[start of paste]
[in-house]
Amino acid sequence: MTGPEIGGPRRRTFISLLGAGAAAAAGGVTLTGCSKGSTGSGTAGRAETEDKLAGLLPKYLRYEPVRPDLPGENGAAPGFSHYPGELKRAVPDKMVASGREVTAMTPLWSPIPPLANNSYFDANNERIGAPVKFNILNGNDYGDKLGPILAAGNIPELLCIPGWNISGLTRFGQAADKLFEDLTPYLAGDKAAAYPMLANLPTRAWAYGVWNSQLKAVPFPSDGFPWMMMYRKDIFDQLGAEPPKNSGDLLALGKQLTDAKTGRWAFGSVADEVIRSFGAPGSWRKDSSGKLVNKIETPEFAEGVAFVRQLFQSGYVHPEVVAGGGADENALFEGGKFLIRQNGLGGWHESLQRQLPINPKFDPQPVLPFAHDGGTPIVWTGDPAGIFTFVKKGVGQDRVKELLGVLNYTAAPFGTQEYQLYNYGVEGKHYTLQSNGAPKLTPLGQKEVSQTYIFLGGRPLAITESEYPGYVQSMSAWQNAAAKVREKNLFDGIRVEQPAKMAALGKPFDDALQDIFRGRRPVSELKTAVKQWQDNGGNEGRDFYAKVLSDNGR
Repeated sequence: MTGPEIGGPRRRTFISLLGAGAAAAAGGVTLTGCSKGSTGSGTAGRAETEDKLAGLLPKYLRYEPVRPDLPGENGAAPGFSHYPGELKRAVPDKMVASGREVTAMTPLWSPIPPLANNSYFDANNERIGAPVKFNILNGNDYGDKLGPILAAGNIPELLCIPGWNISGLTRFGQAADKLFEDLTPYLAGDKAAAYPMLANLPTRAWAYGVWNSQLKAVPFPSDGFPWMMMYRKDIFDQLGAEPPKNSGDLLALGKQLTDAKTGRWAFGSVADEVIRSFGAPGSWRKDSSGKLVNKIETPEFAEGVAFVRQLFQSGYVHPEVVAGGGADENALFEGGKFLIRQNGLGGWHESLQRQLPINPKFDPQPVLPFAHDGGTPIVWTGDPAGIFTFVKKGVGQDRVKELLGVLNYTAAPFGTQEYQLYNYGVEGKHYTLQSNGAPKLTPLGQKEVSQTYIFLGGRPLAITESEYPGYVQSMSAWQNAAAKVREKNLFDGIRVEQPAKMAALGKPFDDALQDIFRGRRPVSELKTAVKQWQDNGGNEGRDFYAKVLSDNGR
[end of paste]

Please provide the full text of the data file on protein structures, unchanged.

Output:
[in-house]
Amino acid sequence: MTGPEIGGPRRRTFISLLGAGAAAAAGGVTLTGCSKGSTGSGTAGRAETEDKLAGLLPKYLRYEPVRPDLPGENGAAPGFSHYPGELKRAVPDKMVASGREVTAMTPLWSPIPPLANNSYFDANNERIGAPVKFNILNGNDYGDKLGPILAAGNIPELLCIPGWNISGLTRFGQAADKLFEDLTPYLAGDKAAAYPMLANLPTRAWAYGVWNSQLKAVPFPSDGFPWMMMYRKDIFDQLGAEPPKNSGDLLALGKQLTDAKTGRWAFGSVADEVIRSFGAPGSWRKDSSGKLVNKIETPEFAEGVAFVRQLFQSGYVHPEVVAGGGADENALFEGGKFLIRQNGLGGWHESLQRQLPINPKFDPQPVLPFAHDGGTPIVWTGDPAGIFTFVKKGVGQDRVKELLGVLNYTAAPFGTQEYQLYNYGVEGKHYTLQSNGAPKLTPLGQKEVSQTYIFLGGRPLAITESEYPGYVQSMSAWQNAAAKVREKNLFDGIRVEQPAKMAALGKPFDDALQDIFRGRRPVSELKTAVKQWQDNGGNEGRDFYAKVLSDNGR
Repeated sequence: MTGPEIGGPRRRTFISLLGAGAAAAAGGVTLTGCSKGSTGSGTAGRAETEDKLAGLLPKYLRYEPVRPDLPGENGAAPGFSHYPGELKRAVPDKMVASGREVTAMTPLWSPIPPLANNSYFDANNERIGAPVKFNILNGNDYGDKLGPILAAGNIPELLCIPGWNISGLTRFGQAADKLFEDLTPYLAGDKAAAYPMLANLPTRAWAYGVWNSQLKAVPFPSDGFPWMMMYRKDIFDQLGAEPPKNSGDLLALGKQLTDAKTGRWAFGSVADEVIRSFGAPGSWRKDSSGKLVNKIETPEFAEGVAFVRQLFQSGYVHPEVVAGGGADENALFEGGKFLIRQNGLGGWHESLQRQLPINPKFDPQPVLPFAHDGGTPIVWTGDPAGIFTFVKKGVGQDRVKELLGVLNYTAAPFGTQEYQLYNYGVEGKHYTLQSNGAPKLTPLGQKEVSQTYIFLGGRPLAITESEYPGYVQSMSAWQNAAAKVREKNLFDGIRVEQPAKMAALGKPFDDALQDIFRGRRPVSELKTAVKQWQDNGGNEGRDFYAKVLSDNGR